Lençóis Maranhenses National Park in Barreirinhas, Brazil
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White dunes, blue lagoons
From the air, the mesmerising tapestry of sandy dunes and lagoons gives Lençóis Maranhenses National Park an otherworldly, desert-like appearance. Located in the sparsely populated north-east corner of Brazil, this park gets far too much rain to be considered a desert. In fact, heavy rain is part of what makes this place unique: Nearly 70% of its 1,270mm (50in) annual rainfall comes between January and May, filling nearly 40,000 lagoons in the park to the brim. A layer of impermeable bedrock beneath the dunes then stops the water from sinking into the sand.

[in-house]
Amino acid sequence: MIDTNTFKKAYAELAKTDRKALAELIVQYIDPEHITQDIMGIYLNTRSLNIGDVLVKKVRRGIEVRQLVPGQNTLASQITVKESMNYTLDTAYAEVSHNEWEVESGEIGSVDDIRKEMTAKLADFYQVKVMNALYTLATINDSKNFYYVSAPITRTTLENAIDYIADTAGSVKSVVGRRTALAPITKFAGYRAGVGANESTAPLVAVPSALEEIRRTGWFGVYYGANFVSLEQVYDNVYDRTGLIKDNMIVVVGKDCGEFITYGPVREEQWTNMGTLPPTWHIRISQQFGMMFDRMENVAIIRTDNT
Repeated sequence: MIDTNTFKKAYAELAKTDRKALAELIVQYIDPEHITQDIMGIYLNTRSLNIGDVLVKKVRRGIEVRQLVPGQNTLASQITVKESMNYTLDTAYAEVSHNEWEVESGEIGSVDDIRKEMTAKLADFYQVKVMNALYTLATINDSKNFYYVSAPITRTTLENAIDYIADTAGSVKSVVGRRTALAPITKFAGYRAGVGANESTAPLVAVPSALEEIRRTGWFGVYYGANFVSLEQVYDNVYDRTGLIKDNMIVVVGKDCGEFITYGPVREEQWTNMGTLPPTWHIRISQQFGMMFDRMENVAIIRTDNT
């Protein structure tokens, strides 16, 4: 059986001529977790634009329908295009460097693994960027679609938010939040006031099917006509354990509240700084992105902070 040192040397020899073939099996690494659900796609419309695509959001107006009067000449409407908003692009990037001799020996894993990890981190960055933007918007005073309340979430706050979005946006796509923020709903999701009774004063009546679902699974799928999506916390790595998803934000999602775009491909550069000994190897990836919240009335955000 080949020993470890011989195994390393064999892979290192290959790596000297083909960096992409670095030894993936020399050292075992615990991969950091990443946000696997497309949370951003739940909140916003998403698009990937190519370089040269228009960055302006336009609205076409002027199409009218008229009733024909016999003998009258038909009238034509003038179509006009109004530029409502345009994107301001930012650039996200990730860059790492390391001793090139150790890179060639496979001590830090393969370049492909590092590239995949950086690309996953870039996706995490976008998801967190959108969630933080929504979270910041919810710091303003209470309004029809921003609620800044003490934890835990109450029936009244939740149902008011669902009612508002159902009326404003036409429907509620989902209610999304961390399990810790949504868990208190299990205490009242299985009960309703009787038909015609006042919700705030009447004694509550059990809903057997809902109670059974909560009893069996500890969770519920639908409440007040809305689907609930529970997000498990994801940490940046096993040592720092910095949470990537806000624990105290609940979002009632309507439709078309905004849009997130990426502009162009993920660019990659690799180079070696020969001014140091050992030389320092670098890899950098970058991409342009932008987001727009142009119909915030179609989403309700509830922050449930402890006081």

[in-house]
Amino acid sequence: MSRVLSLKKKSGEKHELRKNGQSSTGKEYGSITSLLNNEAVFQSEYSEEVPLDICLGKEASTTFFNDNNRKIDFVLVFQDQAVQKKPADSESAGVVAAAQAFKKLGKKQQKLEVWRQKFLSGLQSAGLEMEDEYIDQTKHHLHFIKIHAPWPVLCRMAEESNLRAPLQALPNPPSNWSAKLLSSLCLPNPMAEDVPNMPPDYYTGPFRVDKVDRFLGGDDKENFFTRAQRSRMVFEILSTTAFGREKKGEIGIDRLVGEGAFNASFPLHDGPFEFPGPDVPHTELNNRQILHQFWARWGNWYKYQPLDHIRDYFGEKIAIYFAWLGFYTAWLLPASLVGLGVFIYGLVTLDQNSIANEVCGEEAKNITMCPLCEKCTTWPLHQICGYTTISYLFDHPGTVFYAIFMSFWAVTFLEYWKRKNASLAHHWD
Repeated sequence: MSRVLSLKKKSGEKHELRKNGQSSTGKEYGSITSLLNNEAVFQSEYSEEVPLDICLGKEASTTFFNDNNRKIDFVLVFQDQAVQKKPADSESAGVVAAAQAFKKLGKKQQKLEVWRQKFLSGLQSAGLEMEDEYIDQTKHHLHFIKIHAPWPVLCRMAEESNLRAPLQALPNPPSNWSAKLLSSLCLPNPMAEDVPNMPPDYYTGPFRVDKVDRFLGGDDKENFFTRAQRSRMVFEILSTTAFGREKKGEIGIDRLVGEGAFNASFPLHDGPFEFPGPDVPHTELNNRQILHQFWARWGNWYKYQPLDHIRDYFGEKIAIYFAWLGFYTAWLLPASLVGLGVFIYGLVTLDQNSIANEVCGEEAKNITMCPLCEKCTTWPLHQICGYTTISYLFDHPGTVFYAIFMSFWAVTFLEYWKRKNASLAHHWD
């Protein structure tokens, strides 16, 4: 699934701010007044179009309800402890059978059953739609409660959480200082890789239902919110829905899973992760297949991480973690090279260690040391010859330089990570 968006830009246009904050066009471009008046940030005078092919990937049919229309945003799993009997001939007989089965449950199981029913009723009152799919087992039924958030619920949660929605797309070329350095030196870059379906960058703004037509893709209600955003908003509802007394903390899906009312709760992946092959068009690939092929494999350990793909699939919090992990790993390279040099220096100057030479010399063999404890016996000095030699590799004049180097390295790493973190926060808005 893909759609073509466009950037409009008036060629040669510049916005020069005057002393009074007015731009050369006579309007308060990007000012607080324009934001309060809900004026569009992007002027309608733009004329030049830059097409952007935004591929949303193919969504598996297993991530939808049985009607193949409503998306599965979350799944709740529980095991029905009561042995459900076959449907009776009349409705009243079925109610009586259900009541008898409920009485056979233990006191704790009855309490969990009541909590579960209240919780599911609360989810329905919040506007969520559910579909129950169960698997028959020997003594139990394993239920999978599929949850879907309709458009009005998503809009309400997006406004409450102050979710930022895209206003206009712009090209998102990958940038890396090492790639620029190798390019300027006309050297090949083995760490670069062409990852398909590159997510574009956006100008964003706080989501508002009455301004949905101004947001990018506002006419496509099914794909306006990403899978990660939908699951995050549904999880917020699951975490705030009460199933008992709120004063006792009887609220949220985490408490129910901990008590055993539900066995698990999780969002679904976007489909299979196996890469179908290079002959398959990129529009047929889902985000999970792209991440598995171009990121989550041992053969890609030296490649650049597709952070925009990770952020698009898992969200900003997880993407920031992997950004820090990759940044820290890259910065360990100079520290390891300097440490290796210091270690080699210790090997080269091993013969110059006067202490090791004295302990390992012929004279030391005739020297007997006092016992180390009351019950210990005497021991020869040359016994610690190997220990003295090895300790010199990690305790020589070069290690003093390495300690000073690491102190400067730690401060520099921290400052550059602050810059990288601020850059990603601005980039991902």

Despite its remote location, the park has become a popular destination for ecotourists. Many come to see the various animals and plants that thrive here, including several endangered species. One of the park's most famous inhabitants is the predatory Atlantic wolffish, which lies dormant during the dry season by burying itself in the layers of wet mud in the lagoons, re-emerging to snack on unsuspecting prey as the pools refill when it rains.